Common Assembly III, CUNY Grad Center, James Gallery
Scour satellite images of Israel and Palestine for long enough, and you’ll find green giants. In one of many rituals that purport to legitimize the Green Line, the Jewish National Fund planted a swathe of gangly pine trees to materialize demarcation lines drawn out in the 1949 Armistice Agreements between Israel and its neighbors. For decades, this bodiless geo-political distinction has provoked countless peace talks; bifurcated fabled towns such as Barta’a in Wadi Ara; and animated laughable meditations on its impossible trajectory.
Much of the same discourse finds a sober analysis in Common Assembly, Decolonizing Architecture Art Residency’s debut exhibition in New York at the James Gallery at CUNY Graduate Center, which casts the steely gray Palestinian Parliament building in Abu Dis, Jerusalem as a beacon for future political aspirations. Running through this crumbling structure like a gossamer thread is the intangible Green Line, revealed in a film titled Cleaning the Parliament (2011). Anonymous feet walk gingerly along the dirt-clad, tiered, concrete seating area, brushing and sweeping the layers of dust and soot that mask the borderline. This act of cleaning might seem cathartic for one of the many residents and volunteers at DAAR; but the steadfast repetition of broom whisks suggests less of an emotional release and more of a call for direct action. Here, slippages in colonial separations are exploited, and the massive relic that stands as testimony to failed political negotiations can be slain and re-born as a new venue for public activism.
A scene from the Parliament Building interior is dramatized in a wide-format photograph, Palestinian Legislative Council, Abu Dis (2011), which hangs on a wall in a room adjacent to the gallery. An octagonal skylight bathes the garage-like structure with a hopeful light that communicates future use—temporary or permanent—as a forum for debate.
The pith of this exhibition is The Line (2012), a life-size section of the abandoned Palestine Parliament in three dimensions. Smeared with wet concrete and a hasty application, the rough, Tetris-like creature is the antithesis of its Nottingham Gallery counterpart, which was a glossy, bravura staircase suspended by black wires. If the first iteration of Common Assembly in Nottingham, UK embraced an of-the-moment quality that would confer artwork status, the second in New York had a more chastened effect. It instead comes off as an artifact: a dinosaur that has survived intense intifadas.
While DAAR explicitly references radical forms of activism, the effect of the exhibition is that of excruciating practicality. It takes a miniscule loophole in a former international peace treaty (which turns out to be a small strip of land in legal limbo) and does little to produce an imaginative, hypothetical, and citizen-influenced solution for this newly acquired extra-territorial space. Despite the healthy measure of critical thought, which redeems much of DAAR’s work, the triumph of fantasy is absent.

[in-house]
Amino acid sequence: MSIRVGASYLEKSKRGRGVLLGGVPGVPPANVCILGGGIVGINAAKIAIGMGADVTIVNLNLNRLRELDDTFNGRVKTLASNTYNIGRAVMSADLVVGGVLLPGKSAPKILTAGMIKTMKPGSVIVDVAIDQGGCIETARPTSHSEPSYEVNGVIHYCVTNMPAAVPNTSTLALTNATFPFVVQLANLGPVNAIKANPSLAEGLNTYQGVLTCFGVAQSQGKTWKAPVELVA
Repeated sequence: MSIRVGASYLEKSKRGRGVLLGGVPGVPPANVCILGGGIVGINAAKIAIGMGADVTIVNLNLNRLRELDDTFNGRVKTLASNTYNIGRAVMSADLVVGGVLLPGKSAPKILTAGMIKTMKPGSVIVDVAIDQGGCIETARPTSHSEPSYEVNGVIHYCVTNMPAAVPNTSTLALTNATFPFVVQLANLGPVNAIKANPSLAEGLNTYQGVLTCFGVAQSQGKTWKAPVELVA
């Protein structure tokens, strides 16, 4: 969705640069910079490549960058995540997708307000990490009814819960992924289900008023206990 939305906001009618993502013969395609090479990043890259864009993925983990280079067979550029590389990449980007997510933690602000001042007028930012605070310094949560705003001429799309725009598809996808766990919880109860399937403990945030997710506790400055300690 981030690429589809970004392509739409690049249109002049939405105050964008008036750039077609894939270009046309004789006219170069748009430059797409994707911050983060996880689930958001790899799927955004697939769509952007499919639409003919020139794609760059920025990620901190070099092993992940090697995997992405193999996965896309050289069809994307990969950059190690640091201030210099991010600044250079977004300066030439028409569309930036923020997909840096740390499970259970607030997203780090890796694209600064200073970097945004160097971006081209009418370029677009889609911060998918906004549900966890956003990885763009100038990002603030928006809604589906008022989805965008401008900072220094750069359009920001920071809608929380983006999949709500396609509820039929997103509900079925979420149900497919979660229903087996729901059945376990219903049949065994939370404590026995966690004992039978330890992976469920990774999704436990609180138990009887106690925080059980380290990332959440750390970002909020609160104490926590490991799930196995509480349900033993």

At David Zwirner Gallery in 2007, Francis Alÿs’s solo show “Sometimes Doing Something Poetic Can Become Political, and Sometimes Doing Something Political Can Become Poetic” displayed images of the lanky Alÿs on a stroll through Jerusalem, retracing the Green Line with a dribbling paint can. His wry position was that the Green Line is sometimes malleable and other times incredibly fluid: a thunderstorm, speeding taxis, or carts selling freshly baked khubz could, and did, erase it. While this performance teetered on the brink of the absurd, it posed important questions to society: can social provocations—and even transgressions—make you abandon assumptions about conflicts that have become normalized? Can bold artistic performances act as catalytic moments that transform what seems possible in public memory?
The dividing line born from U.N. Resolution 242 has long stood as a site of artistic expression. Though Common Assembly III is a resolutely political exhibition, its attempt to situate itself in different contexts of revolutionary protest—from Cairo’s Tahrir Square to Manama’s Pearl Roundabout—is half-hearted. The project is full of pathos, but unlike Alÿs’s work, is powerless to challenge the status quo—to think beyond the limitations set by Oslo. This is a work characterized by DAAR’s co-founder Eyal Weizman as “forensic architecture”, or the research of spatial materials within the framework of humanitarian law. The exhibition’s authors (too numerous to count) demonstrate a calculated, incremental and legalistic vision of an alternative Palestinian future, something most activists would be too impatient to wait for. It’s slow, heavy, and hardly a spectacle, shielding itself into safety like that other green creature: the tortoise.*
*shortlisted for 2012 Frieze Writer's Prize